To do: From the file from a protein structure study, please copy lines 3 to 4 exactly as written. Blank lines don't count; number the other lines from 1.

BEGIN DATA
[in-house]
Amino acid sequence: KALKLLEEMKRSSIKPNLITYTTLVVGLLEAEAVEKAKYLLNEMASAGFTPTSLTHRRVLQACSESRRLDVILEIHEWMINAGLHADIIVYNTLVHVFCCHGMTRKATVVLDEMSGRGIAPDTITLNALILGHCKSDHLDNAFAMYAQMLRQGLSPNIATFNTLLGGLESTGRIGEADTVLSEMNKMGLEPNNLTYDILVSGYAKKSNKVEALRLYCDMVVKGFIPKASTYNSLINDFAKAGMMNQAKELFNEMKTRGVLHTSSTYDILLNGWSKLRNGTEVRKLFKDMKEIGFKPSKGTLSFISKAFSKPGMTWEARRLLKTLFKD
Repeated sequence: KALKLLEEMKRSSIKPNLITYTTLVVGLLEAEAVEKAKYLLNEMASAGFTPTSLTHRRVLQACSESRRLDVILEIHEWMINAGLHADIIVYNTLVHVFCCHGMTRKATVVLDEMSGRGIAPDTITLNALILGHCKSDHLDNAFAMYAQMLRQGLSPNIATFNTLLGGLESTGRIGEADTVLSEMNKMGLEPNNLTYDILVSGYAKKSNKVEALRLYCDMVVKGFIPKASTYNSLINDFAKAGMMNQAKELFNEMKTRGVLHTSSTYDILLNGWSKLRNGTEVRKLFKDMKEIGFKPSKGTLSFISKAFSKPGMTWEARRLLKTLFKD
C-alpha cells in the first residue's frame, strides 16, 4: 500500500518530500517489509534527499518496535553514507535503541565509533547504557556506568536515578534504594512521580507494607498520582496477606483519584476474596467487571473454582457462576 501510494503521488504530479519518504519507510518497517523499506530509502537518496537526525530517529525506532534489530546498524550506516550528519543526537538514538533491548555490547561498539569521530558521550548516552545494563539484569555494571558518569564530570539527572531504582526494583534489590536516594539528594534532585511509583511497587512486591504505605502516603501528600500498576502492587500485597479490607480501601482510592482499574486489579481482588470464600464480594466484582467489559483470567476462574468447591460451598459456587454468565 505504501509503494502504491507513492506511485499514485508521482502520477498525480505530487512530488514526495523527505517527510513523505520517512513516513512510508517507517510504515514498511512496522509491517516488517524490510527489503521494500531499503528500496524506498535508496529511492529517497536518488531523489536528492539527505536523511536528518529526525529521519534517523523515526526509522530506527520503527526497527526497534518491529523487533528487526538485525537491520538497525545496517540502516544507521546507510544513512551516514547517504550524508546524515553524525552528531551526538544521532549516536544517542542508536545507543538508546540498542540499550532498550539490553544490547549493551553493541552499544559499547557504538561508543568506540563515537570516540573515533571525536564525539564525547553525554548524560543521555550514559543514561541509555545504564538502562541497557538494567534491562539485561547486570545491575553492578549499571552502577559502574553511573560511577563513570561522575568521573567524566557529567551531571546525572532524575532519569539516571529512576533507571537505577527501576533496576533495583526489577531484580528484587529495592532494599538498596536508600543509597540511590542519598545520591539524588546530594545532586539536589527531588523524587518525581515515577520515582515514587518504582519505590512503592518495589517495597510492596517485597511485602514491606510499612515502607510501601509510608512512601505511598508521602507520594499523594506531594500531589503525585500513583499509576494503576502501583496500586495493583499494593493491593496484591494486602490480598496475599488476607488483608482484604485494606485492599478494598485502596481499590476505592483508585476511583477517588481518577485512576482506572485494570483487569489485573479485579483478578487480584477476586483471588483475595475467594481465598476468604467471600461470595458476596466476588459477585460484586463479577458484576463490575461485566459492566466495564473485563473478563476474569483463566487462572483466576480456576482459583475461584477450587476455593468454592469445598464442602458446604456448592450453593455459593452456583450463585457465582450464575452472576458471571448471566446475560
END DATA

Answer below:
Repeated sequence: KALKLLEEMKRSSIKPNLITYTTLVVGLLEAEAVEKAKYLLNEMASAGFTPTSLTHRRVLQACSESRRLDVILEIHEWMINAGLHADIIVYNTLVHVFCCHGMTRKATVVLDEMSGRGIAPDTITLNALILGHCKSDHLDNAFAMYAQMLRQGLSPNIATFNTLLGGLESTGRIGEADTVLSEMNKMGLEPNNLTYDILVSGYAKKSNKVEALRLYCDMVVKGFIPKASTYNSLINDFAKAGMMNQAKELFNEMKTRGVLHTSSTYDILLNGWSKLRNGTEVRKLFKDMKEIGFKPSKGTLSFISKAFSKPGMTWEARRLLKTLFKD
C-alpha cells in the first residue's frame, strides 16, 4: 500500500518530500517489509534527499518496535553514507535503541565509533547504557556506568536515578534504594512521580507494607498520582496477606483519584476474596467487571473454582457462576 501510494503521488504530479519518504519507510518497517523499506530509502537518496537526525530517529525506532534489530546498524550506516550528519543526537538514538533491548555490547561498539569521530558521550548516552545494563539484569555494571558518569564530570539527572531504582526494583534489590536516594539528594534532585511509583511497587512486591504505605502516603501528600500498576502492587500485597479490607480501601482510592482499574486489579481482588470464600464480594466484582467489559483470567476462574468447591460451598459456587454468565 505504501509503494502504491507513492506511485499514485508521482502520477498525480505530487512530488514526495523527505517527510513523505520517512513516513512510508517507517510504515514498511512496522509491517516488517524490510527489503521494500531499503528500496524506498535508496529511492529517497536518488531523489536528492539527505536523511536528518529526525529521519534517523523515526526509522530506527520503527526497527526497534518491529523487533528487526538485525537491520538497525545496517540502516544507521546507510544513512551516514547517504550524508546524515553524525552528531551526538544521532549516536544517542542508536545507543538508546540498542540499550532498550539490553544490547549493551553493541552499544559499547557504538561508543568506540563515537570516540573515533571525536564525539564525547553525554548524560543521555550514559543514561541509555545504564538502562541497557538494567534491562539485561547486570545491575553492578549499571552502577559502574553511573560511577563513570561522575568521573567524566557529567551531571546525572532524575532519569539516571529512576533507571537505577527501576533496576533495583526489577531484580528484587529495592532494599538498596536508600543509597540511590542519598545520591539524588546530594545532586539536589527531588523524587518525581515515577520515582515514587518504582519505590512503592518495589517495597510492596517485597511485602514491606510499612515502607510501601509510608512512601505511598508521602507520594499523594506531594500531589503525585500513583499509576494503576502501583496500586495493583499494593493491593496484591494486602490480598496475599488476607488483608482484604485494606485492599478494598485502596481499590476505592483508585476511583477517588481518577485512576482506572485494570483487569489485573479485579483478578487480584477476586483471588483475595475467594481465598476468604467471600461470595458476596466476588459477585460484586463479577458484576463490575461485566459492566466495564473485563473478563476474569483463566487462572483466576480456576482459583475461584477450587476455593468454592469445598464442602458446604456448592450453593455459593452456583450463585457465582450464575452472576458471571448471566446475560